Joseph and his partner have made all the right moves. They carry no credit consumer debt, but they’re still burdened with student loans and a mortgage. They’re barely able to make ends meet, and are worried about what this means for the future.

I am 30 years old and in my last year of a Master’s program. I will graduate with $125,000 worth of student loans, whose monthly payments will be approximately $925/month for 25 years (my undergraduate loans are, luckily, paid off). The interest rate on $80,000 is 4.25%, $45,000 is 8.00%.

I own a home with a mortgage of $165,000 with an interest rate of 6.625%, with mortgage payments (including homeowner’s insurance and real estate tax) of $1,400/month, to be paid off in 27 more years. There is approximately $65,000 in equity. I have no credit card debt at the moment.

My partner has $35,000 in graduate student loans at an interest rate of 4.25% and no credit card debt. Currently, she makes $35,000 at her job and is contributing to a company-matched 401k. When I graduate, I will likely make between $30-35,000/year.

We hope to have two children within the next four years. We are very frugal with spending, but at the moment just about make ends meet. We have one used car that we inherited from our family. When I graduate, the money I earn will just about off-set my student loan payments. We hope to throw any extra towards the principal of the mortgage.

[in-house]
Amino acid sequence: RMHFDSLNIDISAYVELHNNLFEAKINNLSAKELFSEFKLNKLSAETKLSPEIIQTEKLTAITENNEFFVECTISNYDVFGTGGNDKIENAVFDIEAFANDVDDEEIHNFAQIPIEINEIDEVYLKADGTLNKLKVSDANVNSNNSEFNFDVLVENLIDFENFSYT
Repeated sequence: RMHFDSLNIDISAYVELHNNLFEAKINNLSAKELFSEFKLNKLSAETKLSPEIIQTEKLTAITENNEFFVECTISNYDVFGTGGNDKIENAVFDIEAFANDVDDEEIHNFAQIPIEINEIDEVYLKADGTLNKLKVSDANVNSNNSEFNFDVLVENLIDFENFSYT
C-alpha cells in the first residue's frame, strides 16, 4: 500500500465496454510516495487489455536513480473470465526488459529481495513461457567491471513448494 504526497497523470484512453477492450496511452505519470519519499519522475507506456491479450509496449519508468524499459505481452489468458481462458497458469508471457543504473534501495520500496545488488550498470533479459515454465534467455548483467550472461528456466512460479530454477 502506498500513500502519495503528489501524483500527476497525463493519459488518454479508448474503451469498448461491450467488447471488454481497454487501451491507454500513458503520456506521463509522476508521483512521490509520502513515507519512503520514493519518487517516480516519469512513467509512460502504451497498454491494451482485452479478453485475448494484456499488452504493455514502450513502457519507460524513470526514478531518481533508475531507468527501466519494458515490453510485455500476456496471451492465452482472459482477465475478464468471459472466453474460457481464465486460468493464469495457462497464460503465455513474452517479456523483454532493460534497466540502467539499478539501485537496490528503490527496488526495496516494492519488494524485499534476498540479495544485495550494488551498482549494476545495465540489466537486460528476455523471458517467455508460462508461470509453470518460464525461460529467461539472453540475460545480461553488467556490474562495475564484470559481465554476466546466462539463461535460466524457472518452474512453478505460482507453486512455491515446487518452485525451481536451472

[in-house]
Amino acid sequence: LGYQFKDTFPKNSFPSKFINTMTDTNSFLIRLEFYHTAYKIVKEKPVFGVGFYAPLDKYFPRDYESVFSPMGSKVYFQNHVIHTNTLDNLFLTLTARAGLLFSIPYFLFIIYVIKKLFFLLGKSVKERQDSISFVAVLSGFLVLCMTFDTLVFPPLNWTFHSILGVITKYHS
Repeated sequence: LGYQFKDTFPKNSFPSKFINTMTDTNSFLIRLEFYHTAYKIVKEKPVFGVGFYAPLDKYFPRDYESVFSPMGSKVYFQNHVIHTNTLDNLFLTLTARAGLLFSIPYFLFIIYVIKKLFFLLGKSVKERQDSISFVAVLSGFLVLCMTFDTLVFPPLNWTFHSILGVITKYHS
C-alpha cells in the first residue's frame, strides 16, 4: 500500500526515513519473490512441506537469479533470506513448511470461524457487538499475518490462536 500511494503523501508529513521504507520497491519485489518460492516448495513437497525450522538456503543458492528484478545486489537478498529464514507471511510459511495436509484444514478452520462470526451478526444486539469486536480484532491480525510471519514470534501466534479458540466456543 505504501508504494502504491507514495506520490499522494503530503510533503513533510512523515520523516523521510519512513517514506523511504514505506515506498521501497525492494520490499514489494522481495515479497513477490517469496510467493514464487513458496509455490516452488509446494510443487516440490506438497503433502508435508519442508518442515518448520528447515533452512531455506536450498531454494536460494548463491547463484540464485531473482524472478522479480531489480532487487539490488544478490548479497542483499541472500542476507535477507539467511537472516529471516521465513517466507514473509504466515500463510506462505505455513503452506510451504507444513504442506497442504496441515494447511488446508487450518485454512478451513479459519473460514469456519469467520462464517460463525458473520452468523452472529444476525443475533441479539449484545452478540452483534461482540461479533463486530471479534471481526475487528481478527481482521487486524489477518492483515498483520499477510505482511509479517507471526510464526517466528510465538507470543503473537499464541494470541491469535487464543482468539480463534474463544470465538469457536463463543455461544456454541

Even under that scenario, though, we would only be able to pay off the mortgage in 15 years, and the student loans still in 25 years. Is there something we are missing?

Before the readers answer, I’d like to note that while paying off a mortgage early is a good idea for some (I hope to do so, for example), it’s not a necessity. Mortgages aren’t “good debt”, but they’re relatively innocuous. According to most experts — including my accountant — the choice between carrying a mortgage or paying it early is a “wash”. In other words, it makes little difference financially. (It can make a huge difference psychologically, though.) I suspect this is another case, like the recent broke New Yorker, where it’s best to simply be patient, continue making smart choices, and let time work its magic.

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